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Construct Validity of Three Measures of Depersonalization in College-Exposed College Students




Talbert, Christy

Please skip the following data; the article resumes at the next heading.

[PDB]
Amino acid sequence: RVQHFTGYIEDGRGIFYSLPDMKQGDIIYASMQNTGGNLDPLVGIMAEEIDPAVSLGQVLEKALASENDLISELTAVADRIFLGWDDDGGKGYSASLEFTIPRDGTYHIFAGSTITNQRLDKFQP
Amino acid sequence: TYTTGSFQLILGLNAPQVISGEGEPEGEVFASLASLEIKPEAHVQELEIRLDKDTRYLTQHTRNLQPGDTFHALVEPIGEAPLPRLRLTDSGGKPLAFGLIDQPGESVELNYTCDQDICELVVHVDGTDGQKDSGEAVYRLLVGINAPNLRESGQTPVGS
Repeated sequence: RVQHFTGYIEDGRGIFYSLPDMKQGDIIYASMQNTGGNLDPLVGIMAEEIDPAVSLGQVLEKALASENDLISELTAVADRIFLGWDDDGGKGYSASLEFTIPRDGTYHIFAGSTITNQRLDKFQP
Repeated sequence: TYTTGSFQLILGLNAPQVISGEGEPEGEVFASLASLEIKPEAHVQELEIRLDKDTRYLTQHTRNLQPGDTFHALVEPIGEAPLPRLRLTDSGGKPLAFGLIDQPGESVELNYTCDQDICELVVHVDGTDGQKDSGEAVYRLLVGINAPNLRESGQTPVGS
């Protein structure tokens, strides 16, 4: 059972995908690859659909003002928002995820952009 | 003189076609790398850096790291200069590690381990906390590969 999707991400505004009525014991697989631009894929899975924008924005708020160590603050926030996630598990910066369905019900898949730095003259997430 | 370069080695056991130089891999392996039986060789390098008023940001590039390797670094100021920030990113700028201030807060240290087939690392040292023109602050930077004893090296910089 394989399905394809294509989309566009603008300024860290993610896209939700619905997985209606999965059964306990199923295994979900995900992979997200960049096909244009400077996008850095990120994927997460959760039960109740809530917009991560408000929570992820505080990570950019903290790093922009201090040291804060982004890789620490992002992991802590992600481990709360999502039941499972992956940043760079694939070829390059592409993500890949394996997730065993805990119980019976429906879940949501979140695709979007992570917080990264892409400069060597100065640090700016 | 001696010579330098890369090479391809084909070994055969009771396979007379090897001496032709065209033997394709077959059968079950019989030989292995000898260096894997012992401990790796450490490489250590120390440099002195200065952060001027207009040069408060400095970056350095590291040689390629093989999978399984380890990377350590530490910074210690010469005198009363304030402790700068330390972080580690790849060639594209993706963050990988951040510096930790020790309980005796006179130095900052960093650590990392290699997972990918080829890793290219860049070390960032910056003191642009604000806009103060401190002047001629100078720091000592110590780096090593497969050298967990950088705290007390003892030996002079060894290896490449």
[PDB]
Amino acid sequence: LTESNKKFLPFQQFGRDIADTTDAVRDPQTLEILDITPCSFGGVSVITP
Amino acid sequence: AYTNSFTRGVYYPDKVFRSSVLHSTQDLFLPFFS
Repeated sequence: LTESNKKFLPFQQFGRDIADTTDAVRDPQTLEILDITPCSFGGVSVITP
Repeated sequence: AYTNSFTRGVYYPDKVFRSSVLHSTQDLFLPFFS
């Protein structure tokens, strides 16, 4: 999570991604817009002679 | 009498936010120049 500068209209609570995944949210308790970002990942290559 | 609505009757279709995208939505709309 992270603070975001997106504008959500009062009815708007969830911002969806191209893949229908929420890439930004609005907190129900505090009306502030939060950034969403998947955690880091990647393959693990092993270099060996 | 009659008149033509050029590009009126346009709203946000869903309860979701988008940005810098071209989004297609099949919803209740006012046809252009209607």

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Depersonalization is a type of dissociation characterized by feelings of unreality and detachment from one’s sense of self. Despite a history rich in clinical description, depersonalization has proven difficult to define and thus measure. Not surprisingly, available measures of depersonalization have limited psychometric support. The present study examined the construct validity of three self-report measures of depersonalization using a sample of trauma-exposed college students. Depersonalization measures included the Dissociative Experiences Scale (DES; Bernstein & Putnam, 1986), the Cambridge Depersonalization Scale (CDS; Sierra & Berrios, 2000), and the Multiscale Dissociation Inventory (MDI; Briere, 2002). These three measures were compared with respect to their pattern of correlations with a range of theoretically relevant self-report measures of psychopathology. Using Westen and Rosenthal’s (2003) procedure for evaluating a pattern of convergent-discriminant relationships, all three measures demonstrated good construct validity. The CDS and MDI demonstrated the best convergent, discriminant, and content validity, and the results strongly supported the use of the CDS and MDI for the assessment of depersonalization in this population. Implications for further understanding and refining the construct of depersonalization are discussed.